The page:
Ceremony by Leslie Marmon Silko (Laguna Pueblo): Ceremony, published in 1977, was the first novel by an American Indian woman to be published in the United States. Set on the same Laguna Pueblo reservation where she grew up, this novel is a wonderful mix of Pueblo myth, spirituality, and imagination. It tells the story of Tayo, an army veteran who returns to his reservation after World War II. Silko takes the reader through Tayo’s journey from drinking away his sorrows and rage towards his Indian past as he fulfills his quest to cure himself of mental anguish and bring rain back to his community.

When My Brother Was an Aztec by Natalie Diaz (Fort Mohave and Gila River): “I write hungry sentences,” Natalie Diaz once explained in an interview, “because they want more and more lyricism and imagery to satisfy them.” Diaz achieves this and more in her debut book of poetry, a 2012 Lannan Literary Selection and a 2013 Pen/Open Book Award shortlist. In it, she experiments with form, from couplets to parts, lists to prose poems. Her poems include a diabetic grandmother without legs, a brother returned from Iraq and suffering an addiction to crystal meth, the families that are torn apart by war and bigotry towards American Indians, and the landscape of the reservation. Formerly a professional basketball player, Diaz now lives at home, on the reservation, where her day job is preserving the Mohave language.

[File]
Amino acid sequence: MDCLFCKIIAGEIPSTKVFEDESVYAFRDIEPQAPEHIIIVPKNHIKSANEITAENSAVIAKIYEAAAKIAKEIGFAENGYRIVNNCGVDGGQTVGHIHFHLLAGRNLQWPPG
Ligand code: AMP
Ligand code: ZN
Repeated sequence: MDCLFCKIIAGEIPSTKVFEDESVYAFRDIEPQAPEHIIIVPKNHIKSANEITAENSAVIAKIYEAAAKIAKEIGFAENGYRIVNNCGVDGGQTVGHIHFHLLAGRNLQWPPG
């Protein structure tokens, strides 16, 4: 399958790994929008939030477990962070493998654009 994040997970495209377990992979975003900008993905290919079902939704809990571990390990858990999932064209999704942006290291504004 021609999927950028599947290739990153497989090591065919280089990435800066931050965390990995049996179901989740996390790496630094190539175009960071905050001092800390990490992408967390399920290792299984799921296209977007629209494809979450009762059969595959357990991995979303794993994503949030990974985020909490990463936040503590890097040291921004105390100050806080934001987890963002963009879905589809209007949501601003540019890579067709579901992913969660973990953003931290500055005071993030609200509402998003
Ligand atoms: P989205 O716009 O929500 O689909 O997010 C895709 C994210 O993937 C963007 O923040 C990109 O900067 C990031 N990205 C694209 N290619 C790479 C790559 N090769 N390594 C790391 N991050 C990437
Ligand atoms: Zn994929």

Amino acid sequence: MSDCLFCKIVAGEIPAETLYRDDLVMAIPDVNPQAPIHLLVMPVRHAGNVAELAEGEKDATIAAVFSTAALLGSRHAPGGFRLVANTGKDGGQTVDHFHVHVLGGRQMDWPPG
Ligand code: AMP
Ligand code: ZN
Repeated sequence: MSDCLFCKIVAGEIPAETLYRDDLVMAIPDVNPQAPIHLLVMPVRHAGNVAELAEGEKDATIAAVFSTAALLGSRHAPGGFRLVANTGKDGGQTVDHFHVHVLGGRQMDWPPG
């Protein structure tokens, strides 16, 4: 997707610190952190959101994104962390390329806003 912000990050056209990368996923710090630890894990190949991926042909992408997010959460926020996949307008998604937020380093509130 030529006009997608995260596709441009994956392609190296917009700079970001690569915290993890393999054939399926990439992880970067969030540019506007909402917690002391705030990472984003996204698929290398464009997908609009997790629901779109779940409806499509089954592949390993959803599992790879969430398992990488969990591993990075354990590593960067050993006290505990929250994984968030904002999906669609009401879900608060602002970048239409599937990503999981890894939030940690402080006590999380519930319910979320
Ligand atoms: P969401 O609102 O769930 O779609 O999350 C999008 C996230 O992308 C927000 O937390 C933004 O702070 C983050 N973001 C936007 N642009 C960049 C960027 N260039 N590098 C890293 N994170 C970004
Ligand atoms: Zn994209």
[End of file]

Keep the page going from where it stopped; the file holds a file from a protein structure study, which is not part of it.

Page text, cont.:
Ledfeather by Stephen Graham Jones (Blackfeet Nation): The Ledfeather, set on the Blackfeet Indian reservation, follows the life of one Indian boy, Doby Saxon, through the eyes of the people in his community who witness it, and the boy’s connection to an Indian Agent who served the U.S. government over a century before. Told by multiple narrators and in a disjointed structure, the book demands focused and intelligent reader. Ultimately, it’s a story about life, death, love and the power of a single moment. This book is the coolest I’ve read in a long time because of the way that Jones meshes the two storylines. In addition to books on American Indians, Jones also writes experimental, horror, crime and science fiction.